Friday, December 03, 2010

Camera Obscura: Twin Peaks Reunion; Jeff Bridges As John Wayne; Fulci's 'The Beyond'

For one hour this week immense joy was created by television, as the great "Twin Peaks" show got a most entertaining reunion of sorts thanks to the USA Network series "Psych". Cast members from Peaks assembled for a comic poke at their iconic work, with plenty of references to pie and coffee. Oh, television, will you ever make something as good as "Twin Peaks" again?

NOTE: details about the episode, a commentary and more are here, and kudos to series star James Roday for writing this episode and gathering all the Peaks actors he could. Have a slab of pie James, you deserve it.


Jeff Bridges storms the cinemas this month with two movies which are both re-inventions of previous movies, one in which he starred he some 30 years ago and one where he takes on John Wayne.

I'm a bit more keen to see the second one, a remake of Wayne's Oscar-winner "True Grit" since it is the newest work from James and Ethan Coen, two of the best filmmakers in America. The Coen's version follows the novel by Charles Portis more closely, making better use of Portis' dialog. The way people speak is always a central feature in the Coen brothers films. And while many films have been made over the years aiming to mimic a John Wayne movie, as best I can tell this is the first time someone has done a straight-up remake. (Well, other than a very, very bad TV movie from 1978 called "True Grit" with Warren Oates in the Rooster Cogburn role in a sort of "continuing adventures of" story which is far worse than it sounds.)

Early reviews
are quite tantalizing - "
Let's get this out of the way right now: Jeff Bridges and Hailee Steinfeld own this film, every inch of it. The entire cast is fantastic, with special kudos to Josh Brolin and an unrecognizable Barry Pepper (see if you can spot him), but there's not a moment that goes by in the film when you're not itching to see Bridges' Marshal Reuben J. Cogburn and Steinfeld's Mattie Ross share the screen. The two make up the most memorable on-screen duo we've seen all year -- a beaten-up, smelly, drunken U.S. Marshal and a whip-smart 14-year-old negotiator -- and every scene they share is one you're going to want to watch again. One particular scene early in the film, which sees young Mattie Ross trying to sell back the horses her recently-assassinated father bought, is flawlessly executed and effortlessly charming."

The other new Bridges movie is a sequel to his 1982 Disney film "Tron", titled "Tron Legacy". The first film was pretty weak overall, but for myself (and for many others) the ideas in the movie were always quite inventive - a hacker is physically transported inside to the inside of a computer. The tech just did not exist in 1982 to bring the story the wow factor it needed, and the script was weak, but it has remained a sci-fi touchstone ever since.

In 2010, filmmakers have the wow factor down. And the sequel gets a great boost from the techno music throbbing rhythms of Daft Punk. Director Joseph Kosinski is also working on a remake of Disney's terrible space adventure "The Black Hole", so he surely has much riding on these two films.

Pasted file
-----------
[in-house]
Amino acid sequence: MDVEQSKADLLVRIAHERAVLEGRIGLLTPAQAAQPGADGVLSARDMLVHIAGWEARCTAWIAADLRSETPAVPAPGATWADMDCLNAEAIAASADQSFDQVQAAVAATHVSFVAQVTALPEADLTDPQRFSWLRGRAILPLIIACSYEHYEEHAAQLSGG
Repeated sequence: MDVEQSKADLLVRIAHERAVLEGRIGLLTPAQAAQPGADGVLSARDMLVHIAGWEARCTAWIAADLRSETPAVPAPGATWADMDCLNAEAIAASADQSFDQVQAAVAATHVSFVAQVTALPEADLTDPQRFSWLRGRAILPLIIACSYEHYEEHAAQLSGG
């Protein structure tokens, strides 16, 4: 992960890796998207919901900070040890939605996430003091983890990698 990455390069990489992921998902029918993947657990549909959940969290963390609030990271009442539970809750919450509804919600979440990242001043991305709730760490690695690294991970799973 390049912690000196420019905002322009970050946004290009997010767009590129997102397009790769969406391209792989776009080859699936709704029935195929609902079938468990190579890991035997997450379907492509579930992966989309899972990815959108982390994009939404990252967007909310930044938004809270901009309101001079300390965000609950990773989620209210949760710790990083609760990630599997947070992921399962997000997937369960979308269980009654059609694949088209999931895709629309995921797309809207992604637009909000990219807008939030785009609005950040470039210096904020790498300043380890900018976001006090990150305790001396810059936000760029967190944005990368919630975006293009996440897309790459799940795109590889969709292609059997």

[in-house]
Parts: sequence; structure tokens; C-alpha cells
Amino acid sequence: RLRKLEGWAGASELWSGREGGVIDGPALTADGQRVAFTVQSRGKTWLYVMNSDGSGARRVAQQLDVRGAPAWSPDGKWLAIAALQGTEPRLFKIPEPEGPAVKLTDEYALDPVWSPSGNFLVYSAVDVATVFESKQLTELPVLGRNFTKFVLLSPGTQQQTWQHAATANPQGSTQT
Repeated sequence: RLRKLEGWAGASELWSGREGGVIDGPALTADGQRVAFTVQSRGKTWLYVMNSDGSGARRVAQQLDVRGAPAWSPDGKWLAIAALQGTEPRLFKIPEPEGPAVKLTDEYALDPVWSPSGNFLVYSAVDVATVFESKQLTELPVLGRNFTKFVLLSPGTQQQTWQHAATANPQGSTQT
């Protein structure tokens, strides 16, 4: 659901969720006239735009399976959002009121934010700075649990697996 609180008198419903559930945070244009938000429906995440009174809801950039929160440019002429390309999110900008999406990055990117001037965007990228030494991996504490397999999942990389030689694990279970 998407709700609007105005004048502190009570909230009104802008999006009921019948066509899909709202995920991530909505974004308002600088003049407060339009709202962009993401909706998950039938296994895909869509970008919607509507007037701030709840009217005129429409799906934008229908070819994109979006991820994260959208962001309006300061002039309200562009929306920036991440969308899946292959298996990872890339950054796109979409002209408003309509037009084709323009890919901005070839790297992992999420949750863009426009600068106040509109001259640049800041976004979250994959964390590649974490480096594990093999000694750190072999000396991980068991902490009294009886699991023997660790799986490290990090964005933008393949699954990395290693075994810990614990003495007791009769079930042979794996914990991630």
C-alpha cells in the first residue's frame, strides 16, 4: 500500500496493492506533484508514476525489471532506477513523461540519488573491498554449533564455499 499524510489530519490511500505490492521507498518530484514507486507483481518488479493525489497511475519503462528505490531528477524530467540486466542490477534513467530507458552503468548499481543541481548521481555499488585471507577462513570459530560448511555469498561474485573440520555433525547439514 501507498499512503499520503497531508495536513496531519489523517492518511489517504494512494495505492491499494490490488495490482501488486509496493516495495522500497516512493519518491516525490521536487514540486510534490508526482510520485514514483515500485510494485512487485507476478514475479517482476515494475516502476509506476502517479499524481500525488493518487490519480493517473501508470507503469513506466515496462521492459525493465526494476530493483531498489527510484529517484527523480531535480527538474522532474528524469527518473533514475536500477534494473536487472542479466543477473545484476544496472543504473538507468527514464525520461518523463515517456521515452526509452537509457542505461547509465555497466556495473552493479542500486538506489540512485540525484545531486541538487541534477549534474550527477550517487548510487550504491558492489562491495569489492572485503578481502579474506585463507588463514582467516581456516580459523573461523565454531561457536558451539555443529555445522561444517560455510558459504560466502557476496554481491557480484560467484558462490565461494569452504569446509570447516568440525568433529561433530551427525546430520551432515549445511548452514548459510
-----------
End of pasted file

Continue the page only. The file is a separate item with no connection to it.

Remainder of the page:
Speaking of Bridges though, I did watch his Oscar-winning role from last year as an aging, drunken country music singer in "Crazy Heart" and was not very impressed. The story is a paint-by-numbers tale with little originality, and such half-heartedness really doesn't give Bridges much to work with. However, I give him much credit for making the most of it. He has such natural style and talent, he often makes silk purses from sow's ears.

The Dude abides.

Now let's get really obscure. Tonight/tomorrow at 2 a.m. Turner Classic Movies will air director Lucio Fulci's "The Beyond".

Fulci made some really cheesy and wonderful horror stories during his career, and many consider "The Beyond" to be his best. Director Quentin Tarantino helped revive the movie some years back and sent it round for midnight movies across the country and It arrives on TCM in all it's cheesy gory ... I mean glory.

Film critic Roger Ebert has the last word on this movie, which is about a woman who gets ownership of a New Orleans hotel only to find the basement is a doorway to hell. (And no, Lucio, there just are not any basements in New Orleans) Anyway, take it away Roger:

The Beyond'' does not disappoint. I have already mentioned the scene where the tarantulas eat eyeballs and lips. As the tarantulas tear away each morsel, we can clearly see the strands of latex and glue holding it to the model of a corpse's head. Strictly speaking, it is a scene of tarantulas eating makeup.

In a film filled with bad dialogue, it is hard to choose the most quotable line, but I think it may occur in Liza's conversations with Martin, the architect hired to renovate the hotel. ``You have carte blanche,'' she tells him, ``but not a blank check!''

Thursday, December 02, 2010

Fiscal Reform Commission FAIL

The panel has such a lofty title - the National Commission on Fiscal Responsibility and Reform - but it's proposals seems mostly irresponsible.

A hodgepodge of limp proposals, including tax increases on gasoline, raising the retirement age, eliminating tax deductions for charities and mortgage interest, and many others all ignore the basic problems in the nation's financial structure.

Back in June, economist James K. Galbraith spoke about the inherent flaws in the entire project:

The President created the Commission while pressing for a stronger growth strategy, and has sent every discreet signal (notably in the commission’s minuscule operating budget) that the exercise should not be taken seriously.

Nevertheless, there is a danger that the Commission will take a path — “stimulate now but austerity later” – that will lead to unnecessary, economically-damaging and socially destructive cuts in Social Security and Medicare. And there is a danger that such cuts will be stampeded through Congress in the months immediately following the 2010 elections.


"Overwhelmingly, the present deficits are caused by the financial crisis. The financial crisis, the fall in asset (especially housing) values, and withdrawal of bank lending to business and households has meant a sharp decline in economic activity, and therefore a sharp decrease in tax revenues and an increase in automatic payments for unemployment insurance and the like. According to a new IMF staff analysis, fully half of the large increase in budget deficits in major economies around the world is due to collapsing tax revenues, and a further large share to low (often negative) growth in relation to interest payments on existing debt. Less than ten percent is due to increased discretionary public expenditure, as in stimulus packages.